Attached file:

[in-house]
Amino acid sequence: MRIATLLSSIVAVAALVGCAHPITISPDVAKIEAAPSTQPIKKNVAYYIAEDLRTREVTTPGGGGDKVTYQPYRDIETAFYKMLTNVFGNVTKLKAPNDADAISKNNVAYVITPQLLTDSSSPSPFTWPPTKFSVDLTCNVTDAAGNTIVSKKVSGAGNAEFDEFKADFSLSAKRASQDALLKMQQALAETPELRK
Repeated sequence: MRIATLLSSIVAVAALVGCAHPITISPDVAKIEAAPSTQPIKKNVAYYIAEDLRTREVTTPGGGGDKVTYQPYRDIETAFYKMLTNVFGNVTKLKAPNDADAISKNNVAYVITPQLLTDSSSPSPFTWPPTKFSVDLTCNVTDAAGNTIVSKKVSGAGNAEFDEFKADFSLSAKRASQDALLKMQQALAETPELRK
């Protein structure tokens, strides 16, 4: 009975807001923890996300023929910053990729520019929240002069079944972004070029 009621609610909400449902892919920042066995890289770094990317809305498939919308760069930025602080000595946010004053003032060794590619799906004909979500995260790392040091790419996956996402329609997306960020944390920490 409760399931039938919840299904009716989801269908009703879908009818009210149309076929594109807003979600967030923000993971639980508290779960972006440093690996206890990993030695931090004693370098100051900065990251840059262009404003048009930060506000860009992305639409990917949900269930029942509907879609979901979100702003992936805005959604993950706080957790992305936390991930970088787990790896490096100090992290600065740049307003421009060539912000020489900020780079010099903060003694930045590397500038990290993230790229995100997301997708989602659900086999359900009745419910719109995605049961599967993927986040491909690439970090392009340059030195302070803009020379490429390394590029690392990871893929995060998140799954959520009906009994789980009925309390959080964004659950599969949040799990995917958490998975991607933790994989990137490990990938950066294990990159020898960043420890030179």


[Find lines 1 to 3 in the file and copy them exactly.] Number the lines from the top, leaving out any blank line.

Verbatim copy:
[in-house]
Amino acid sequence: MRIATLLSSIVAVAALVGCAHPITISPDVAKIEAAPSTQPIKKNVAYYIAEDLRTREVTTPGGGGDKVTYQPYRDIETAFYKMLTNVFGNVTKLKAPNDADAISKNNVAYVITPQLLTDSSSPSPFTWPPTKFSVDLTCNVTDAAGNTIVSKKVSGAGNAEFDEFKADFSLSAKRASQDALLKMQQALAETPELRK
Repeated sequence: MRIATLLSSIVAVAALVGCAHPITISPDVAKIEAAPSTQPIKKNVAYYIAEDLRTREVTTPGGGGDKVTYQPYRDIETAFYKMLTNVFGNVTKLKAPNDADAISKNNVAYVITPQLLTDSSSPSPFTWPPTKFSVDLTCNVTDAAGNTIVSKKVSGAGNAEFDEFKADFSLSAKRASQDALLKMQQALAETPELRK